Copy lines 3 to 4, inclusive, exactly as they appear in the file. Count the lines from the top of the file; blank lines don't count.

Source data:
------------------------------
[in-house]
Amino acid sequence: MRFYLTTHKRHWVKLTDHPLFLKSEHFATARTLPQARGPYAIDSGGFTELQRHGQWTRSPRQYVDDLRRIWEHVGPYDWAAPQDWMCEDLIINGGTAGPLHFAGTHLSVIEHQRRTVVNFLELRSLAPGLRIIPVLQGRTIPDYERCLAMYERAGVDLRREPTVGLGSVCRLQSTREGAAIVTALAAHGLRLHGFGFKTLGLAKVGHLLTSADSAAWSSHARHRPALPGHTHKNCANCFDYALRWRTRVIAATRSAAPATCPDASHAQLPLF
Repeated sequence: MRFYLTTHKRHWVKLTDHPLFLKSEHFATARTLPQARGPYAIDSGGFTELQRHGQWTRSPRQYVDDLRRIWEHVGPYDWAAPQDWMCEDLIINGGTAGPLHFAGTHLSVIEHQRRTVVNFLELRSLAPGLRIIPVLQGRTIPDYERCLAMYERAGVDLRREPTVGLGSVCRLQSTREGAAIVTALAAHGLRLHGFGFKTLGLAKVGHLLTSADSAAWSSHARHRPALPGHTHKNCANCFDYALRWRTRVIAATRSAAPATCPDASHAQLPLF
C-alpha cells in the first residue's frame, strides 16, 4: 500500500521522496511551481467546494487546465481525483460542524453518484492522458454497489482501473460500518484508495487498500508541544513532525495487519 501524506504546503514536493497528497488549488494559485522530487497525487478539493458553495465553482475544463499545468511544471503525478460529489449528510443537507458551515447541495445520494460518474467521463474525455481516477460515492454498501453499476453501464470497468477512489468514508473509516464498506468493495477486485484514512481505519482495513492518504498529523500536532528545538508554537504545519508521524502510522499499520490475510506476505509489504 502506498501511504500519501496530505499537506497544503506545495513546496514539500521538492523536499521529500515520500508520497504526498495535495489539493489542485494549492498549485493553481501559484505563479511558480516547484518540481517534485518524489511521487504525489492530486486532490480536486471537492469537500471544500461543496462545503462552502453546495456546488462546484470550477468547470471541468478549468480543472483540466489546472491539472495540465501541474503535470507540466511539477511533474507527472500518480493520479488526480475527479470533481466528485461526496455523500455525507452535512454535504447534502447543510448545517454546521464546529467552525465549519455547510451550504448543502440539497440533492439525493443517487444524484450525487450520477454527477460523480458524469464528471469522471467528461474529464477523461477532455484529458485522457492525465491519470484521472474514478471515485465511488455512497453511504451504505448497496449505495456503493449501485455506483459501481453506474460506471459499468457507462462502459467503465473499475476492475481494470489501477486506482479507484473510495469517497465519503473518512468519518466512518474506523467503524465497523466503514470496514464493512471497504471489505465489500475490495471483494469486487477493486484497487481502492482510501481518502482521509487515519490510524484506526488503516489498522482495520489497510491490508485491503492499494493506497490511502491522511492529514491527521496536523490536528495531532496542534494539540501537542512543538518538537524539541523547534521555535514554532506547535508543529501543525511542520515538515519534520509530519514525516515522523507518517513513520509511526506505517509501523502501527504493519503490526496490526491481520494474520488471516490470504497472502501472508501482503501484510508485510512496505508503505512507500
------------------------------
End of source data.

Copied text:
Repeated sequence: MRFYLTTHKRHWVKLTDHPLFLKSEHFATARTLPQARGPYAIDSGGFTELQRHGQWTRSPRQYVDDLRRIWEHVGPYDWAAPQDWMCEDLIINGGTAGPLHFAGTHLSVIEHQRRTVVNFLELRSLAPGLRIIPVLQGRTIPDYERCLAMYERAGVDLRREPTVGLGSVCRLQSTREGAAIVTALAAHGLRLHGFGFKTLGLAKVGHLLTSADSAAWSSHARHRPALPGHTHKNCANCFDYALRWRTRVIAATRSAAPATCPDASHAQLPLF
C-alpha cells in the first residue's frame, strides 16, 4: 500500500521522496511551481467546494487546465481525483460542524453518484492522458454497489482501473460500518484508495487498500508541544513532525495487519 501524506504546503514536493497528497488549488494559485522530487497525487478539493458553495465553482475544463499545468511544471503525478460529489449528510443537507458551515447541495445520494460518474467521463474525455481516477460515492454498501453499476453501464470497468477512489468514508473509516464498506468493495477486485484514512481505519482495513492518504498529523500536532528545538508554537504545519508521524502510522499499520490475510506476505509489504 502506498501511504500519501496530505499537506497544503506545495513546496514539500521538492523536499521529500515520500508520497504526498495535495489539493489542485494549492498549485493553481501559484505563479511558480516547484518540481517534485518524489511521487504525489492530486486532490480536486471537492469537500471544500461543496462545503462552502453546495456546488462546484470550477468547470471541468478549468480543472483540466489546472491539472495540465501541474503535470507540466511539477511533474507527472500518480493520479488526480475527479470533481466528485461526496455523500455525507452535512454535504447534502447543510448545517454546521464546529467552525465549519455547510451550504448543502440539497440533492439525493443517487444524484450525487450520477454527477460523480458524469464528471469522471467528461474529464477523461477532455484529458485522457492525465491519470484521472474514478471515485465511488455512497453511504451504505448497496449505495456503493449501485455506483459501481453506474460506471459499468457507462462502459467503465473499475476492475481494470489501477486506482479507484473510495469517497465519503473518512468519518466512518474506523467503524465497523466503514470496514464493512471497504471489505465489500475490495471483494469486487477493486484497487481502492482510501481518502482521509487515519490510524484506526488503516489498522482495520489497510491490508485491503492499494493506497490511502491522511492529514491527521496536523490536528495531532496542534494539540501537542512543538518538537524539541523547534521555535514554532506547535508543529501543525511542520515538515519534520509530519514525516515522523507518517513513520509511526506505517509501523502501527504493519503490526496490526491481520494474520488471516490470504497472502501472508501482503501484510508485510512496505508503505512507500